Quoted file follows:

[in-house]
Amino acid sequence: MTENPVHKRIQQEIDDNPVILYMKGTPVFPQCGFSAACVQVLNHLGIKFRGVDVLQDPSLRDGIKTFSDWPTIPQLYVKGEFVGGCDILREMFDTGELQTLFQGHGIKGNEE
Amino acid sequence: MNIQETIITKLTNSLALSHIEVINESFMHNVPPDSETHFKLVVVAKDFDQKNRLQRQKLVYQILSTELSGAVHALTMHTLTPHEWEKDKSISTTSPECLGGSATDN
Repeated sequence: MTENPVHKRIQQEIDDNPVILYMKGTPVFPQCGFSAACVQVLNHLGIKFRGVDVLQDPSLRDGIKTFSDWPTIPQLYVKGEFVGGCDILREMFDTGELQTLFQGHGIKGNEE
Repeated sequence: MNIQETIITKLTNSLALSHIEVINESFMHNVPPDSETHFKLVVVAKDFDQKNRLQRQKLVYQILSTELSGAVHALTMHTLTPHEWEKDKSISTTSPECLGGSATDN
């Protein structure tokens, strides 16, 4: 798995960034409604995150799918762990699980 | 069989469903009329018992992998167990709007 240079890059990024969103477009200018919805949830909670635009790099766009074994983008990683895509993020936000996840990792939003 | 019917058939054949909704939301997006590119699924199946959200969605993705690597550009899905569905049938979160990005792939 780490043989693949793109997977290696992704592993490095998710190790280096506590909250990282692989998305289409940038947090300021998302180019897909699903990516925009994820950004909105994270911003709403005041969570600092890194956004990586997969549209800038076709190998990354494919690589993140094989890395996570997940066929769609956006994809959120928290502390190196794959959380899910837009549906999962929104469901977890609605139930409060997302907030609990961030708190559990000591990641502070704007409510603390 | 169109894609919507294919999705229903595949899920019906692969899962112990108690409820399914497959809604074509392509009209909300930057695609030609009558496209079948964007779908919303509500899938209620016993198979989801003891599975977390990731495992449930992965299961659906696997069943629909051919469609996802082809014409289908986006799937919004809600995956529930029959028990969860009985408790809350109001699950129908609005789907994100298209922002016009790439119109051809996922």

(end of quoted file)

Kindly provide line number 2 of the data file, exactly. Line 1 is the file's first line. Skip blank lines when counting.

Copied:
Amino acid sequence: MTENPVHKRIQQEIDDNPVILYMKGTPVFPQCGFSAACVQVLNHLGIKFRGVDVLQDPSLRDGIKTFSDWPTIPQLYVKGEFVGGCDILREMFDTGELQTLFQGHGIKGNEE